Yorkshire CCC have confirmed to Wisden.com that they are refusing to provide access for interviews with any of their players to the site while the investigation into allegations of racism at the club, first made by Azeem Rafiq in an interview with Wisden.com, is in progress.
Wisden.com’s initial request was to interview Yorkshire captain Steve Patterson about the club’s one-run County Championship win over Northamptonshire. This was turned down, with the club telling Wisden.com “we are waiting for the Azeem Rafiq investigation to be concluded before offering Wisden interviews with our players”.
The club have since said that the restrictions are not exclusive to Wisden.com, saying that all player access aside from usual match coverage obligations have been temporarily suspended. However, Wisden.com have since confirmed that an interview by The Cricketer with Yorkshire opener Adam Lyth, conducted during the ongoing County Championship campaign, was arranged through the club.
Rafiq, a former England under-19 and Yorkshire captain, told Wisden.com in August last year that he played under an “openly racist captain” during his career in county cricket. He also alleged other instances of racism. “It was around the time of my debut,” he said. “There was me, Adil Rashid, Ajmal Shahzad and Rana Naved-ul-Hasan. We’re walking onto the field and one player said: ‘There’s too many of you lot. We need to have a word about that.’”
Yorkshire CCC declined to comment on the allegations at the time, and it was only after Rafiq spoke out on several other occasions, more than two weeks after he first made his allegations, that Yorkshire launched an independent review into his allegations. Speaking to ESPNcricinfo in September, he said his treatment while at the club left him on the brink of suicide.
“I know how close I was to committing suicide during my time at Yorkshire,” he said. He also accused the club of “institutional racism”. “Do I think there is institutional racism? It’s at its peak in my opinion,” he said. “It’s worse than it’s ever been.”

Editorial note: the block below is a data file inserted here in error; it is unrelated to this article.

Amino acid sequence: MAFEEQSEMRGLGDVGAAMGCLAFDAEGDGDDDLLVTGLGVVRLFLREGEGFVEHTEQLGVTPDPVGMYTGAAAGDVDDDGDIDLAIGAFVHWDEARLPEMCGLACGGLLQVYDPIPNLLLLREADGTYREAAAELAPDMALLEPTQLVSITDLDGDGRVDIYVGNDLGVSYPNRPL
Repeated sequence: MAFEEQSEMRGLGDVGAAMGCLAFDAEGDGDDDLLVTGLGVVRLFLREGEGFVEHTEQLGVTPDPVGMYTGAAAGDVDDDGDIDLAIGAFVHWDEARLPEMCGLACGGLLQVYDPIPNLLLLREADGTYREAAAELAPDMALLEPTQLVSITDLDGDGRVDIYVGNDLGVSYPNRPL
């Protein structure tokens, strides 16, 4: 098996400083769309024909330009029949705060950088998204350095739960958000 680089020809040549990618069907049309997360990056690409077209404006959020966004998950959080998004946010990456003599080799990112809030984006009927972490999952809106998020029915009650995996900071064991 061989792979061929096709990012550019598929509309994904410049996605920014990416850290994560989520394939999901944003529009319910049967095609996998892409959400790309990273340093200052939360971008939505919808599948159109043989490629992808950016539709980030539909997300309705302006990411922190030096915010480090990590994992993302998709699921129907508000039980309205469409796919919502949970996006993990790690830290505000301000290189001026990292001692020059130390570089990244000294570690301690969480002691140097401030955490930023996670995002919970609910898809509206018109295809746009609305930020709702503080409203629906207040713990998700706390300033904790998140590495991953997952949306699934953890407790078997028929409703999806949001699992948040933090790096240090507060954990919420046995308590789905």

Former Pakistan international and Yorkshire overseas quick Rana Naved-Ul-Hasan has backed up Rafiq’s version of events. “What Azeem Rafiq has recently disclosed is absolutely correct” Rana told i. “And what he has said has brought back some of the issues that I encountered whilst playing there. What Azeem has stated is absolutely true and I echo what he has said. He has only stated facts as far as I am concerned.”
Another former Yorkshire employee, Taj Butt, offered his resignation within six weeks after joining the club, citing targeted language used at the club.
“[There were] continuous references to taxi drivers and restaurant workers when referring to [the] Asian community,” he told ESPNcricinfo. “They called every person of colour ‘Steve’. Even Cheteshwar Pujara, who joined as an overseas professional, was called Steve because they could not pronounce his name.”
George Dobell is the incoming Cricket Writers’ Club chair, and covered Rafiq’s racism allegations in depth in his role as ESPNcricinfo senior correspondent. “I really want to believe in the Yorkshire investigation,” Dobell told Wisden.com. “But would an organisation which really wants to get to the bottom of this seek to stifle the media? Let’s remember that it was the media that forced this situation into the light in the first place. Yorkshire had, in my view, to be dragged kicking and screaming into holding an investigation at all.
“We know the club’s chairman used to work at the firm running the enquiry. And we have discovered in recent days that witnesses who have come forward to give evidence on behalf of Azeem have been ignored. I know there are people at Yorkshire who are passionate about ensuring our game is inclusive and, as I say, I really want to believe in this investigation. But there are times they make it tough to do so.”
A Yorkshire spokesperson said: “We have always taken the claims made by our former player Azeem Rafiq extremely seriously. In September last year we began an investigation, supported by an independent panel, to look into both Azeem’s experiences and also to conduct a wider review into the club’s policies and culture.
“We’re very grateful to all of those witnesses who have given their time and energy in providing their testimonies to the investigation team. In recent weeks further witnesses have come forward and the team have been determined to hear their experiences and ensure their contributions are heard.
“It’s been very important to the investigation team, the panel and the Club that this process be conducted sensitively and thoroughly. Whilst we hope to share the findings of the investigation and recommendations of the panel in the coming weeks we’re sorry that this has taken longer than we should have anticipated.”